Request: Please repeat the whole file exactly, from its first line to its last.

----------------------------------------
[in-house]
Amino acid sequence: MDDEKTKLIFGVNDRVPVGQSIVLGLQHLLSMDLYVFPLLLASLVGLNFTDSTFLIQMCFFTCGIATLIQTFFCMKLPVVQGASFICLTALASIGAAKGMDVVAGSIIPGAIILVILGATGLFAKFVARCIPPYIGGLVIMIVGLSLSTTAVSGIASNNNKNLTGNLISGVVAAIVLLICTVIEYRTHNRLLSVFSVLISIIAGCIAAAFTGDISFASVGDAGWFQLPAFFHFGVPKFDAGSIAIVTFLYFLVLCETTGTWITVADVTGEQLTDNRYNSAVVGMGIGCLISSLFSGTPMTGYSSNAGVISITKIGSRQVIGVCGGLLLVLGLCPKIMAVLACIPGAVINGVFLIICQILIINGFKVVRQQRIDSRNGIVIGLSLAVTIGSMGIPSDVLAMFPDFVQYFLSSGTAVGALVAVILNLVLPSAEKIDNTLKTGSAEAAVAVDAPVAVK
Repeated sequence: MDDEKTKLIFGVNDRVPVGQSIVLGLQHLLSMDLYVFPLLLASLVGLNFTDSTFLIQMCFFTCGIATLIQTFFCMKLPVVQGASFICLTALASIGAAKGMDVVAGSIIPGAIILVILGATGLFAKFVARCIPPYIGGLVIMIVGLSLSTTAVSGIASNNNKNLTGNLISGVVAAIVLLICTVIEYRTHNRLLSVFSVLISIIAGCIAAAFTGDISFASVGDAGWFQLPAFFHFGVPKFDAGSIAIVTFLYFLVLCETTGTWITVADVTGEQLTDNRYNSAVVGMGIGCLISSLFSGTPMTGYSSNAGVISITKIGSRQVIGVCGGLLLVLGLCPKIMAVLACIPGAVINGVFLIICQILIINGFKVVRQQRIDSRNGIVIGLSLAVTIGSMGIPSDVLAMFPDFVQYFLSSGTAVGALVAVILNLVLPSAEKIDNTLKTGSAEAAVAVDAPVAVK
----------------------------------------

[in-house]
Amino acid sequence: MDDEKTKLIFGVNDRVPVGQSIVLGLQHLLSMDLYVFPLLLASLVGLNFTDSTFLIQMCFFTCGIATLIQTFFCMKLPVVQGASFICLTALASIGAAKGMDVVAGSIIPGAIILVILGATGLFAKFVARCIPPYIGGLVIMIVGLSLSTTAVSGIASNNNKNLTGNLISGVVAAIVLLICTVIEYRTHNRLLSVFSVLISIIAGCIAAAFTGDISFASVGDAGWFQLPAFFHFGVPKFDAGSIAIVTFLYFLVLCETTGTWITVADVTGEQLTDNRYNSAVVGMGIGCLISSLFSGTPMTGYSSNAGVISITKIGSRQVIGVCGGLLLVLGLCPKIMAVLACIPGAVINGVFLIICQILIINGFKVVRQQRIDSRNGIVIGLSLAVTIGSMGIPSDVLAMFPDFVQYFLSSGTAVGALVAVILNLVLPSAEKIDNTLKTGSAEAAVAVDAPVAVK
Repeated sequence: MDDEKTKLIFGVNDRVPVGQSIVLGLQHLLSMDLYVFPLLLASLVGLNFTDSTFLIQMCFFTCGIATLIQTFFCMKLPVVQGASFICLTALASIGAAKGMDVVAGSIIPGAIILVILGATGLFAKFVARCIPPYIGGLVIMIVGLSLSTTAVSGIASNNNKNLTGNLISGVVAAIVLLICTVIEYRTHNRLLSVFSVLISIIAGCIAAAFTGDISFASVGDAGWFQLPAFFHFGVPKFDAGSIAIVTFLYFLVLCETTGTWITVADVTGEQLTDNRYNSAVVGMGIGCLISSLFSGTPMTGYSSNAGVISITKIGSRQVIGVCGGLLLVLGLCPKIMAVLACIPGAVINGVFLIICQILIINGFKVVRQQRIDSRNGIVIGLSLAVTIGSMGIPSDVLAMFPDFVQYFLSSGTAVGALVAVILNLVLPSAEKIDNTLKTGSAEAAVAVDAPVAVK